0
$\begingroup$

I have two sequences,

  • Let $A$ be the first sequence whose dimensions are $(5, 5, 3)$ takes complex values
  • Let $B$ be the second sequence whose dimensions are $(5, 5, 1)$ also takes complex values

I would like to use $\mathrm{fftw}$ to perform fast convolution to get the output $C$. I presume the output dimension is also $(5,5,3)$? But I am confused.

My questions are,

  1. Is output dimension correct? For $\mathrm{1d}$ the output length is $M+N -1$, presume the $M$ and $N$ are the lengths of some sequence $R$ and $S$. But I can't figure out for $\mathrm{3d}$ data.
  2. How to zero-pad $B$, in-case zero padding is necessary? Is it like increasing the $z$ dimension to $3$ to make it $(5, 5, 3)$ for $B$ too?
$\endgroup$
9
  • 1
    $\begingroup$ I see- here is your originating question. I think you need to specify if the result needs to be linear convolution or circular convolution (with linear convolution each dimension will then be N+M-1 long but you many also only be wanting the result where both completely overlap)—- I haven’t looked under the hood of FFTW but are you specifically wanting to use Bluestein’s algorithm as you desire the DFT result on each dimension or is it actually only fast convolution that you need? $\endgroup$ Commented Apr 5, 2022 at 12:03
  • $\begingroup$ 1) There was one specific problem where a customer wanted the filter response in time-domain to measure filter length etc., (We have a commercial tool that gives filter response in frequency domain only) $\endgroup$
    – jomegaA
    Commented Apr 5, 2022 at 15:10
  • $\begingroup$ My boss took the Bluestein (inverse of it) to get the time response. I was curious about the kernel etc., $\endgroup$
    – jomegaA
    Commented Apr 5, 2022 at 15:14
  • $\begingroup$ 2) Personally implemented FMM (Fast Multipole Method) for Electric Field Integral Equation and there is this convolution problem. $\endgroup$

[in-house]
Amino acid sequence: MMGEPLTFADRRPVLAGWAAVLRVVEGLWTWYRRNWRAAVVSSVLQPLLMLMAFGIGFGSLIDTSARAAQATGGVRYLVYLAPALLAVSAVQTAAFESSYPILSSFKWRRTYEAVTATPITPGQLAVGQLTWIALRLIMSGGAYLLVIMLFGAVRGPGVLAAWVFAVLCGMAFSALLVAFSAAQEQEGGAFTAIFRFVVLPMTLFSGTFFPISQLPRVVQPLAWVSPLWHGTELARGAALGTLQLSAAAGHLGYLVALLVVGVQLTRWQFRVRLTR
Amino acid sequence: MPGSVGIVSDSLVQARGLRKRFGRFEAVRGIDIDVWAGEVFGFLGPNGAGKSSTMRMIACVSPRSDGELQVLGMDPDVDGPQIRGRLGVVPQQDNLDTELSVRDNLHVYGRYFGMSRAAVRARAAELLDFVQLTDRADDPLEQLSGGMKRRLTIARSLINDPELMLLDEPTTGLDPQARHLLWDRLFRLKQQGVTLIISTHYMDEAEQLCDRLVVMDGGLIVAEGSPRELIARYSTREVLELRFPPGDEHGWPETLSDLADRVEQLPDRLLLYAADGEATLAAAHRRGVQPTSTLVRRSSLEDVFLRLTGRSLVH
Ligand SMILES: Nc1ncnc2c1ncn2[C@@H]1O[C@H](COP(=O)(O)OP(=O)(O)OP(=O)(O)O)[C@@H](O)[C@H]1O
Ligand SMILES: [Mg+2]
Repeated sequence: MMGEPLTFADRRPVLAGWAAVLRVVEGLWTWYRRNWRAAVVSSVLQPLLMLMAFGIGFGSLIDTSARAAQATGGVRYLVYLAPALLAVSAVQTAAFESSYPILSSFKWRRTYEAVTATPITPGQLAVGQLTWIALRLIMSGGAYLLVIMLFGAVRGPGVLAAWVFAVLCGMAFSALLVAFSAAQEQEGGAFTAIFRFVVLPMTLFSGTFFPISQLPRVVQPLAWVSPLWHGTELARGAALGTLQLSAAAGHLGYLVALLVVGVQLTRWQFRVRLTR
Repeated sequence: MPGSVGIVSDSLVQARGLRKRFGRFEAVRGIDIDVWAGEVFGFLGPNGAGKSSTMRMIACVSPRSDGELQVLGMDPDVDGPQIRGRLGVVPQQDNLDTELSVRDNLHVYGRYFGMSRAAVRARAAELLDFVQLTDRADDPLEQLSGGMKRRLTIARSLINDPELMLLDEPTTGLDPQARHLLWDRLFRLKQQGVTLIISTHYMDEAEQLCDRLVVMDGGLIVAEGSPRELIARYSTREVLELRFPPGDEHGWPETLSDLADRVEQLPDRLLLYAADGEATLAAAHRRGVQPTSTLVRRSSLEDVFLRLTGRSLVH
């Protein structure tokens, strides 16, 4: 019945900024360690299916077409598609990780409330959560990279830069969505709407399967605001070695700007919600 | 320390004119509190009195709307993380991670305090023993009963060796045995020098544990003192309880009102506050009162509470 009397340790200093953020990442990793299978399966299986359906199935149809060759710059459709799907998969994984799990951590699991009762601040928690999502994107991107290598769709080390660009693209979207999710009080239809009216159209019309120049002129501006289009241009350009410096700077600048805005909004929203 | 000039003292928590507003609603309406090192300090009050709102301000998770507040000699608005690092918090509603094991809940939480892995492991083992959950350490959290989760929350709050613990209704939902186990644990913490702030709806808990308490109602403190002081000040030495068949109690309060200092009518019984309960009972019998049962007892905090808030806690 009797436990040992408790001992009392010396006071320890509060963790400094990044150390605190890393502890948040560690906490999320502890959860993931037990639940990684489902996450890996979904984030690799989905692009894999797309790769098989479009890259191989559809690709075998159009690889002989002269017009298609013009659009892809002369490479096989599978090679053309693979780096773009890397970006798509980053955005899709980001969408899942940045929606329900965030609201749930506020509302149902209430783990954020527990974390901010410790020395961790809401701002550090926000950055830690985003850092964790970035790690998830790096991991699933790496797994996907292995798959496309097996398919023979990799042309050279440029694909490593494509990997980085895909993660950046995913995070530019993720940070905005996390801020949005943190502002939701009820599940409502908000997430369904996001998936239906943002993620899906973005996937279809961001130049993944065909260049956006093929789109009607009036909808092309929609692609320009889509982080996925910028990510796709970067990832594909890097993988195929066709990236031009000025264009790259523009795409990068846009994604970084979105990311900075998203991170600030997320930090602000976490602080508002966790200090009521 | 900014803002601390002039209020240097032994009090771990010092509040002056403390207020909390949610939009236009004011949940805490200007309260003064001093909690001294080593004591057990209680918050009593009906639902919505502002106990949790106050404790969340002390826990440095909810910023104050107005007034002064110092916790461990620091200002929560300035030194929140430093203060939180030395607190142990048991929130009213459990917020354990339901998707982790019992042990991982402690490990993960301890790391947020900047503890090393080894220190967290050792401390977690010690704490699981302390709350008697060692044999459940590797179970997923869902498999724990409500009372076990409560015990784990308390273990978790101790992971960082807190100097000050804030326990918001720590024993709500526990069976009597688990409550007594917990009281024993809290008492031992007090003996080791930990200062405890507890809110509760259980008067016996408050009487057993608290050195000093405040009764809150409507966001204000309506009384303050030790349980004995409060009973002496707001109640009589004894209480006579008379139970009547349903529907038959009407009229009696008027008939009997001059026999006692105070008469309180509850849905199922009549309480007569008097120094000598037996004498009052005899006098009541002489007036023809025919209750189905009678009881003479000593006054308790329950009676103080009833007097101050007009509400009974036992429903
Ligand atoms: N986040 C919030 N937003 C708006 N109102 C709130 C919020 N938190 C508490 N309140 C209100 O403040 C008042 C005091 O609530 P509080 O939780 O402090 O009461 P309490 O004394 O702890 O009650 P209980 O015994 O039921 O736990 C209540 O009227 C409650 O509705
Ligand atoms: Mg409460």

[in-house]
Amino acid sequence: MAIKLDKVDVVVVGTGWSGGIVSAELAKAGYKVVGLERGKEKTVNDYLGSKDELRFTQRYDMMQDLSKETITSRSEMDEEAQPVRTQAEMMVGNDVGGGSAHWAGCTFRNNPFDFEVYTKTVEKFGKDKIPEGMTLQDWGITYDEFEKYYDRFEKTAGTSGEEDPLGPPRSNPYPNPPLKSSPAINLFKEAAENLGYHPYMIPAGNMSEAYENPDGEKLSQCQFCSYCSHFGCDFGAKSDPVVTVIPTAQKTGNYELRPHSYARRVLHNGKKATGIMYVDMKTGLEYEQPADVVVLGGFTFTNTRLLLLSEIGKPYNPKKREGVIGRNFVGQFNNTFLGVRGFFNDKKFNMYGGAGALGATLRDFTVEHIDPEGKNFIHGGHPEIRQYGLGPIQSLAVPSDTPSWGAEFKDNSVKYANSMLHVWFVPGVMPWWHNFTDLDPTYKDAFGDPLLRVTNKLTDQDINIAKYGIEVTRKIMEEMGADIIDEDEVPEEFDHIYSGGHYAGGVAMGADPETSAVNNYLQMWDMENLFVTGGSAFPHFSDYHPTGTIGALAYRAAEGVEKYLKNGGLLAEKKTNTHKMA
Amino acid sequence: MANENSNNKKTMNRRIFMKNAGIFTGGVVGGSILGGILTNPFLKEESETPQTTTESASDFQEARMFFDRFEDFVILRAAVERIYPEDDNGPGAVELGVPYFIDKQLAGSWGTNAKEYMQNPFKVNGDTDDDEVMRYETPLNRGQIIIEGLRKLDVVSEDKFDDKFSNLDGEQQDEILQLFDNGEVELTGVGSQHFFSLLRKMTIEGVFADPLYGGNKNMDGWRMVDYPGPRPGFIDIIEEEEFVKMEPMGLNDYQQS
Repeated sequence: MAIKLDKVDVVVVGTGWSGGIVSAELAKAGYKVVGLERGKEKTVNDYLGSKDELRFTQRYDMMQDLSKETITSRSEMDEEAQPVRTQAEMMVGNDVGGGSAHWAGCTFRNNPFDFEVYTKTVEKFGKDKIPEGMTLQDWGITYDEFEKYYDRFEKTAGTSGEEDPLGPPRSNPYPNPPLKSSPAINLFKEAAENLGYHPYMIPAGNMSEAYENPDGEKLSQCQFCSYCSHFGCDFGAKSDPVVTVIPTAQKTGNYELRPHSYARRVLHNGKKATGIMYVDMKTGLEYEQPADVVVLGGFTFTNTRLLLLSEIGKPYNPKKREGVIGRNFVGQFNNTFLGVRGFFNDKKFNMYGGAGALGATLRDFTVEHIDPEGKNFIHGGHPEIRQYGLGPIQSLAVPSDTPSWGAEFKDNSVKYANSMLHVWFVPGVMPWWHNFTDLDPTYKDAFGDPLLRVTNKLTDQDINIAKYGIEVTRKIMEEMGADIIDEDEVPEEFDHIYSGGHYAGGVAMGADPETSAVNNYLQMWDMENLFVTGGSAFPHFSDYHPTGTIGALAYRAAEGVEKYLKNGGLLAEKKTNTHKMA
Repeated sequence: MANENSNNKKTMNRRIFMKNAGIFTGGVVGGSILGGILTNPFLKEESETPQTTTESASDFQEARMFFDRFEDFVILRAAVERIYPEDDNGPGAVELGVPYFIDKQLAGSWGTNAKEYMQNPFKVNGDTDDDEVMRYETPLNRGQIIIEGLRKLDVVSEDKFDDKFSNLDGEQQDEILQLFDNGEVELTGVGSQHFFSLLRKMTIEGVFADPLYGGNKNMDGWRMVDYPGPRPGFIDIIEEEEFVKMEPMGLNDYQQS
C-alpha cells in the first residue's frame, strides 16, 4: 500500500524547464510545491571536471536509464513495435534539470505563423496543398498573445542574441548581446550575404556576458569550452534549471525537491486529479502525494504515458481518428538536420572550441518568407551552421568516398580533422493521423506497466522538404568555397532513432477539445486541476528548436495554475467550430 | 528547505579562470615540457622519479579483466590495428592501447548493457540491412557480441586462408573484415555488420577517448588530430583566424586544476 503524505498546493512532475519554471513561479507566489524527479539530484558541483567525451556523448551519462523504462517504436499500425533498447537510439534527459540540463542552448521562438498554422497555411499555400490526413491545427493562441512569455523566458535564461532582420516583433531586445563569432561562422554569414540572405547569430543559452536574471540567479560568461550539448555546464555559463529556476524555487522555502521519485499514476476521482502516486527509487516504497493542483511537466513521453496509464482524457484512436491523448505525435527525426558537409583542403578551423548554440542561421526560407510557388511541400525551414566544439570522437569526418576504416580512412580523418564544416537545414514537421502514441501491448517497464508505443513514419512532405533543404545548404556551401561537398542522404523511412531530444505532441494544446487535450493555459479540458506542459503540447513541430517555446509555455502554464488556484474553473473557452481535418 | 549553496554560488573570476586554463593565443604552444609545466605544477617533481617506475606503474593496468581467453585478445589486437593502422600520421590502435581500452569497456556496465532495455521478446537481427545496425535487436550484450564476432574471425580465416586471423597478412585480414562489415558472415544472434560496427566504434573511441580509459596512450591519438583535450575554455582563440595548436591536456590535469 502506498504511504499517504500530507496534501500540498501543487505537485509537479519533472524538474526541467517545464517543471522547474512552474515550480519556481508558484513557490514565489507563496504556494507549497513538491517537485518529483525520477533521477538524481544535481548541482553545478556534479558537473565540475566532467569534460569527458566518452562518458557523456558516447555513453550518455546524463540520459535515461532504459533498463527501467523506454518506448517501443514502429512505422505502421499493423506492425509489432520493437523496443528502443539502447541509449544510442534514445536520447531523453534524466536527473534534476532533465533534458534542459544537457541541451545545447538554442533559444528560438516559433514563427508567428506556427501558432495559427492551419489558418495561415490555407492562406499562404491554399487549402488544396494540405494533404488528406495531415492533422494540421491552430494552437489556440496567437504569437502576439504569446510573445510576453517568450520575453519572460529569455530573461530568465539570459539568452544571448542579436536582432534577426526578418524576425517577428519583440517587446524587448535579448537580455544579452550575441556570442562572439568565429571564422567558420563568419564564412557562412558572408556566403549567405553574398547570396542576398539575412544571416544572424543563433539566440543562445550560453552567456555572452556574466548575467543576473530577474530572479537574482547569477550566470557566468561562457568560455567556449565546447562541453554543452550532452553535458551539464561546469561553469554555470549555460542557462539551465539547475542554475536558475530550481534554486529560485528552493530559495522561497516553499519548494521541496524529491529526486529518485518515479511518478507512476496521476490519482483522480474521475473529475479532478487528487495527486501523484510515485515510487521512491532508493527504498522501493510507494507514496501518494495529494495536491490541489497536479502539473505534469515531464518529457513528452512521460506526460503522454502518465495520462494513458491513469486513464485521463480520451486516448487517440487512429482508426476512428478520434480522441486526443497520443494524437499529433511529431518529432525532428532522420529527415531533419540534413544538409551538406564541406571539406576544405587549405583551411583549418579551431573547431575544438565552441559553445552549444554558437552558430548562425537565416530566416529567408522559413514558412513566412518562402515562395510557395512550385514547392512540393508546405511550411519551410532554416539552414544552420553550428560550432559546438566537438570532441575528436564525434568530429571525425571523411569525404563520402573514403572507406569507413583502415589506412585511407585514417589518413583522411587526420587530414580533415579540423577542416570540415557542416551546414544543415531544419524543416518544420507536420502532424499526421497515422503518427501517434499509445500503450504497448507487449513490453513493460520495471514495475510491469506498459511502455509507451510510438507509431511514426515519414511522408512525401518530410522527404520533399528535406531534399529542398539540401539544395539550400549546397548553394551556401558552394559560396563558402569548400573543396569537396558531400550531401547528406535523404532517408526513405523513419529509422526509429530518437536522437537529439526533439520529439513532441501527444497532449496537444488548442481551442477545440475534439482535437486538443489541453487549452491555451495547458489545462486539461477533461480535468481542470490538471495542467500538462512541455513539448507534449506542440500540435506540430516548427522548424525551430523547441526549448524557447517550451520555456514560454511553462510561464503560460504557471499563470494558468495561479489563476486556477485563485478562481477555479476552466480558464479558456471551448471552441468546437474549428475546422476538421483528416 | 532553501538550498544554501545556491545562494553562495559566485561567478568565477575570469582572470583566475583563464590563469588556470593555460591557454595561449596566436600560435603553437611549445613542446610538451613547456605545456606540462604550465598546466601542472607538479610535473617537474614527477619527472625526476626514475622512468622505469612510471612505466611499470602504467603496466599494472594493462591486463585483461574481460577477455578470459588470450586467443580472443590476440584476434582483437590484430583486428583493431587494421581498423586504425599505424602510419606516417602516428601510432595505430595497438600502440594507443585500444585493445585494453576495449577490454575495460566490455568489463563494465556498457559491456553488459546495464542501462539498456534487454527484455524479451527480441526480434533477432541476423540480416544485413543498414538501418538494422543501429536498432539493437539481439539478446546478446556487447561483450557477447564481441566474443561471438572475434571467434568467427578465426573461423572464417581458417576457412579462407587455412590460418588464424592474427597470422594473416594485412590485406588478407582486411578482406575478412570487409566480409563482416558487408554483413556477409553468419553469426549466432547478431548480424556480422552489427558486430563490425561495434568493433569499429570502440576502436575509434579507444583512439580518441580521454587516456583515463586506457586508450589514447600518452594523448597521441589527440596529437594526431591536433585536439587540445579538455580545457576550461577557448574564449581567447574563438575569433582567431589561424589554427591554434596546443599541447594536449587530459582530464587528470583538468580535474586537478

– jomegaA
    Commented Apr 5, 2022 at 15:16
  • $\begingroup$ 3) I am not into signal processing but I have learned a bit now. Nevertheless I don't really know when to use linear or circular convolution. $\endgroup$
    – jomegaA
    Commented Apr 5, 2022 at 15:19

1 Answer 1

2
$\begingroup$
  1. Length of outputs after the convolution are per dimension so $L_d=M_d+N_d-1$ where $d$ is an index over the dimension, $L_d$ is the length of the output in the dth dimension, $M_d$ is the length of the first input in the dth dimension, and $N_d$ is the length of the second input in the dth dimension. So for your example: (5, 5, 3) & (5, 5, 1) -> (9, 9, 3).

  2. I'm not knowledgable on the function of FFTW, but may FFT implementations let you zero pad implicitly rather than explicitly. If you need to zero pad explicitly you'll want to have the input dimensions of each data set at a minimum the same size as the output after convolution to avoid the transients mixing (circular vs. linear convolution issue). Often the data structures are zero padded to a power of 2 as that is frequently the most efficient size for the FFT library (I don't know if that applies to FFTW). If you zero pad more than is needed you would then need to discard the excess after the IFFT.

$\endgroup$
3
  • $\begingroup$ I presume you meant $L_d=M_d + N_d -1$ instead of $L_d = M_d + N + d - 1$ $\endgroup$
    – jomegaA
    Commented Mar 24, 2022 at 9:37
  • 1
    $\begingroup$ @jomegaA yes, thank you, I've edited to fix $\endgroup$ Commented Mar 24, 2022 at 9:45
  • $\begingroup$ I would say I understood only the half. Any practical example will be helpful. Also I expect any symmetry in the output, that I must discard. $\endgroup$
    – jomegaA
    Commented Mar 24, 2022 at 10:18

Your Answer

By clicking “Post Your Answer”, you agree to our terms of service and acknowledge you have read our privacy policy.

Not the answer you're looking for? Browse other questions tagged or ask your own question.